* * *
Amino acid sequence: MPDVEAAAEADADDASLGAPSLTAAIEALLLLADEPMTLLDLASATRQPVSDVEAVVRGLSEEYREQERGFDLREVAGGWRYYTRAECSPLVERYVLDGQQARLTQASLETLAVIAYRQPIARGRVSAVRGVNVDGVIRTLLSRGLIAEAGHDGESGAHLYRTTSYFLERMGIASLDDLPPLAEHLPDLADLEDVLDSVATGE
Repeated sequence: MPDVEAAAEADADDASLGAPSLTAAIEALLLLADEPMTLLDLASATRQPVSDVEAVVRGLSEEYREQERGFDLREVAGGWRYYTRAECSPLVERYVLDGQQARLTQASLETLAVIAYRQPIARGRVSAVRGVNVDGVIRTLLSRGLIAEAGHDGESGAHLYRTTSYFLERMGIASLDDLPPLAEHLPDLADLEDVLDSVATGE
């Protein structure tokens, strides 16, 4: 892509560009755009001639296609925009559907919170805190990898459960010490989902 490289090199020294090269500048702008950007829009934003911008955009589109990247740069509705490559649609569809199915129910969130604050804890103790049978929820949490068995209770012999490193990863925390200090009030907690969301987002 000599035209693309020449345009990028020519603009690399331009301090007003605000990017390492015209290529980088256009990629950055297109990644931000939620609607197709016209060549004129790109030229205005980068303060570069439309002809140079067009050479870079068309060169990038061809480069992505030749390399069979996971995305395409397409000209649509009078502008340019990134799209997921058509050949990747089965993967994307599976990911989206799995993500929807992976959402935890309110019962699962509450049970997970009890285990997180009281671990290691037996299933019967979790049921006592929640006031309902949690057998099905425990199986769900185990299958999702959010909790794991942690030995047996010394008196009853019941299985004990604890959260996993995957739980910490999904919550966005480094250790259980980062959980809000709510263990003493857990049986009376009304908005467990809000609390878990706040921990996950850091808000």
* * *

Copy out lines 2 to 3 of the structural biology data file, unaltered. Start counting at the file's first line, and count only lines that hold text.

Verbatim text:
Repeated sequence: MPDVEAAAEADADDASLGAPSLTAAIEALLLLADEPMTLLDLASATRQPVSDVEAVVRGLSEEYREQERGFDLREVAGGWRYYTRAECSPLVERYVLDGQQARLTQASLETLAVIAYRQPIARGRVSAVRGVNVDGVIRTLLSRGLIAEAGHDGESGAHLYRTTSYFLERMGIASLDDLPPLAEHLPDLADLEDVLDSVATGE
């Protein structure tokens, strides 16, 4: 892509560009755009001639296609925009559907919170805190990898459960010490989902 490289090199020294090269500048702008950007829009934003911008955009589109990247740069509705490559649609569809199915129910969130604050804890103790049978929820949490068995209770012999490193990863925390200090009030907690969301987002 000599035209693309020449345009990028020519603009690399331009301090007003605000990017390492015209290529980088256009990629950055297109990644931000939620609607197709016209060549004129790109030229205005980068303060570069439309002809140079067009050479870079068309060169990038061809480069992505030749390399069979996971995305395409397409000209649509009078502008340019990134799209997921058509050949990747089965993967994307599976990911989206799995993500929807992976959402935890309110019962699962509450049970997970009890285990997180009281671990290691037996299933019967979790049921006592929640006031309902949690057998099905425990199986769900185990299958999702959010909790794991942690030995047996010394008196009853019941299985004990604890959260996993995957739980910490999904919550966005480094250790259980980062959980809000709510263990003493857990049986009376009304908005467990809000609390878990706040921990996950850091808000």